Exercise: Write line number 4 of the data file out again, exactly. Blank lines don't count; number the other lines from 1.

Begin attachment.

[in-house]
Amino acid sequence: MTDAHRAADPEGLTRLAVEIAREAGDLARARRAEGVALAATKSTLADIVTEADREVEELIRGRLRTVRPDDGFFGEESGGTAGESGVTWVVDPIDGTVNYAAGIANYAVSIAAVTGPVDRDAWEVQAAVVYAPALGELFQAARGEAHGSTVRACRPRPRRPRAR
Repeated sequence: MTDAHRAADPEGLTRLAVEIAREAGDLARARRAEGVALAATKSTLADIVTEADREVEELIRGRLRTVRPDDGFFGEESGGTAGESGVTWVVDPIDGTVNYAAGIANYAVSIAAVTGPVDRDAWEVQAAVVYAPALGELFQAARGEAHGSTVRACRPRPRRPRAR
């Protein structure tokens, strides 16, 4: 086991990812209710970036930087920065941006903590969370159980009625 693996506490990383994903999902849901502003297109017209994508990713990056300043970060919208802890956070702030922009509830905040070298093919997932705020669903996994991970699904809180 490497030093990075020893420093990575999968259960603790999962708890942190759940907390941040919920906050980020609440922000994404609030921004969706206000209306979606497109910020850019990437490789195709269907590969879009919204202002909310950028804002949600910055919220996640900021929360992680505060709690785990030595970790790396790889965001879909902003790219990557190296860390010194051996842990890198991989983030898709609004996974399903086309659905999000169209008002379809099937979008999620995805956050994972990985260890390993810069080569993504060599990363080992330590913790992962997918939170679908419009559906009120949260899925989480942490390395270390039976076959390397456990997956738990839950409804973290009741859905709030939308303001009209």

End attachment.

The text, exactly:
């Protein structure tokens, strides 16, 4: 086991990812209710970036930087920065941006903590969370159980009625 693996506490990383994903999902849901502003297109017209994508990713990056300043970060919208802890956070702030922009509830905040070298093919997932705020669903996994991970699904809180 490497030093990075020893420093990575999968259960603790999962708890942190759940907390941040919920906050980020609440922000994404609030921004969706206000209306979606497109910020850019990437490789195709269907590969879009919204202002909310950028804002949600910055919220996640900021929360992680505060709690785990030595970790790396790889965001879909902003790219990557190296860390010194051996842990890198991989983030898709609004996974399903086309659905999000169209008002379809099937979008999620995805956050994972990985260890390993810069080569993504060599990363080992330590913790992962997918939170679908419009559906009120949260899925989480942490390395270390039976076959390397456990997956738990839950409804973290009741859905709030939308303001009209």